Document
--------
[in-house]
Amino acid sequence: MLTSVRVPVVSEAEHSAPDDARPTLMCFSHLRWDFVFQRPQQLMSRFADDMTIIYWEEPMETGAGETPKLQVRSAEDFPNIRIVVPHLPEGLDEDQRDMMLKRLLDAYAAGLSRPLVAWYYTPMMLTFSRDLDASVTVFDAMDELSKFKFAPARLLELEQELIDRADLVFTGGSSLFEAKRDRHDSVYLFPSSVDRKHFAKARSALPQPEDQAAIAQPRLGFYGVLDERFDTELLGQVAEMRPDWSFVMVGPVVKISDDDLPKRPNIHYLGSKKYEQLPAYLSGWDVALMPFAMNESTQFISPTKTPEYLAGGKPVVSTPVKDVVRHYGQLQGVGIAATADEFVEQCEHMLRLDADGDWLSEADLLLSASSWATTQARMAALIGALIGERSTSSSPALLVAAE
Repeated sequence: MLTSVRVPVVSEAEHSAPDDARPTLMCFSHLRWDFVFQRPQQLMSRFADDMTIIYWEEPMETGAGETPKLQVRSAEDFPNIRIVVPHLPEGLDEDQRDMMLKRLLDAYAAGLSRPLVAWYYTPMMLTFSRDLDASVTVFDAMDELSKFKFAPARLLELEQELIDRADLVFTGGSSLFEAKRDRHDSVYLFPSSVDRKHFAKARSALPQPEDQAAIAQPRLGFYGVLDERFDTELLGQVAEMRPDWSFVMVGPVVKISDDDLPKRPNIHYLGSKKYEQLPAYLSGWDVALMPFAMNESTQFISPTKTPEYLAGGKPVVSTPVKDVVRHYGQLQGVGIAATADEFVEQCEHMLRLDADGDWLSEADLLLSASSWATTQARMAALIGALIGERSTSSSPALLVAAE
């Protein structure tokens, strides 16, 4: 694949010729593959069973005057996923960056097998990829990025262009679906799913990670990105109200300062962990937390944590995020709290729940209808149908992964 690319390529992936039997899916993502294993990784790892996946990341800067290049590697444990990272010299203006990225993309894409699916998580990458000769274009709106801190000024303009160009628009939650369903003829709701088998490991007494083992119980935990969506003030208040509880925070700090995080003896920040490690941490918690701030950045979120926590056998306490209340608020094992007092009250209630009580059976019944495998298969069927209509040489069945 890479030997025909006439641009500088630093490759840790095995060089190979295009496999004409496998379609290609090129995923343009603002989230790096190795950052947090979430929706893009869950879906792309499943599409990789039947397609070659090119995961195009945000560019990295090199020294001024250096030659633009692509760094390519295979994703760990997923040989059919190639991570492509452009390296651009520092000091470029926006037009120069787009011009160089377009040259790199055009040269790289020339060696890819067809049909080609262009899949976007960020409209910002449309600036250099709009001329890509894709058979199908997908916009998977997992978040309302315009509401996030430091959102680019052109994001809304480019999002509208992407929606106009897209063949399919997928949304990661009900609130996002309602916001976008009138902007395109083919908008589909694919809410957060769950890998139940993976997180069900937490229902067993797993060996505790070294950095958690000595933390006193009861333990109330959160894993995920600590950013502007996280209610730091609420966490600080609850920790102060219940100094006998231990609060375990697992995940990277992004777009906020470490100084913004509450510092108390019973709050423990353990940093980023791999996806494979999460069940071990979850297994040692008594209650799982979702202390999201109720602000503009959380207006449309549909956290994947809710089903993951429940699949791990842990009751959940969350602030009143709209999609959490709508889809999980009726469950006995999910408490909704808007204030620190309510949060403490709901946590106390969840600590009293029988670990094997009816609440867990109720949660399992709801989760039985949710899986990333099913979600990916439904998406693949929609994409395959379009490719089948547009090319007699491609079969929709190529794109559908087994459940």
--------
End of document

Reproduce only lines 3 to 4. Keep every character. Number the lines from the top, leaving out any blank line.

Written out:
Repeated sequence: MLTSVRVPVVSEAEHSAPDDARPTLMCFSHLRWDFVFQRPQQLMSRFADDMTIIYWEEPMETGAGETPKLQVRSAEDFPNIRIVVPHLPEGLDEDQRDMMLKRLLDAYAAGLSRPLVAWYYTPMMLTFSRDLDASVTVFDAMDELSKFKFAPARLLELEQELIDRADLVFTGGSSLFEAKRDRHDSVYLFPSSVDRKHFAKARSALPQPEDQAAIAQPRLGFYGVLDERFDTELLGQVAEMRPDWSFVMVGPVVKISDDDLPKRPNIHYLGSKKYEQLPAYLSGWDVALMPFAMNESTQFISPTKTPEYLAGGKPVVSTPVKDVVRHYGQLQGVGIAATADEFVEQCEHMLRLDADGDWLSEADLLLSASSWATTQARMAALIGALIGERSTSSSPALLVAAE
């Protein structure tokens, strides 16, 4: 694949010729593959069973005057996923960056097998990829990025262009679906799913990670990105109200300062962990937390944590995020709290729940209808149908992964 690319390529992936039997899916993502294993990784790892996946990341800067290049590697444990990272010299203006990225993309894409699916998580990458000769274009709106801190000024303009160009628009939650369903003829709701088998490991007494083992119980935990969506003030208040509880925070700090995080003896920040490690941490918690701030950045979120926590056998306490209340608020094992007092009250209630009580059976019944495998298969069927209509040489069945 890479030997025909006439641009500088630093490759840790095995060089190979295009496999004409496998379609290609090129995923343009603002989230790096190795950052947090979430929706893009869950879906792309499943599409990789039947397609070659090119995961195009945000560019990295090199020294001024250096030659633009692509760094390519295979994703760990997923040989059919190639991570492509452009390296651009520092000091470029926006037009120069787009011009160089377009040259790199055009040269790289020339060696890819067809049909080609262009899949976007960020409209910002449309600036250099709009001329890509894709058979199908997908916009998977997992978040309302315009509401996030430091959102680019052109994001809304480019999002509208992407929606106009897209063949399919997928949304990661009900609130996002309602916001976008009138902007395109083919908008589909694919809410957060769950890998139940993976997180069900937490229902067993797993060996505790070294950095958690000595933390006193009861333990109330959160894993995920600590950013502007996280209610730091609420966490600080609850920790102060219940100094006998231990609060375990697992995940990277992004777009906020470490100084913004509450510092108390019973709050423990353990940093980023791999996806494979999460069940071990979850297994040692008594209650799982979702202390999201109720602000503009959380207006449309549909956290994947809710089903993951429940699949791990842990009751959940969350602030009143709209999609959490709508889809999980009726469950006995999910408490909704808007204030620190309510949060403490709901946590106390969840600590009293029988670990094997009816609440867990109720949660399992709801989760039985949710899986990333099913979600990916439904998406693949929609994409395959379009490719089948547009090319007699491609079969929709190529794109559908087994459940």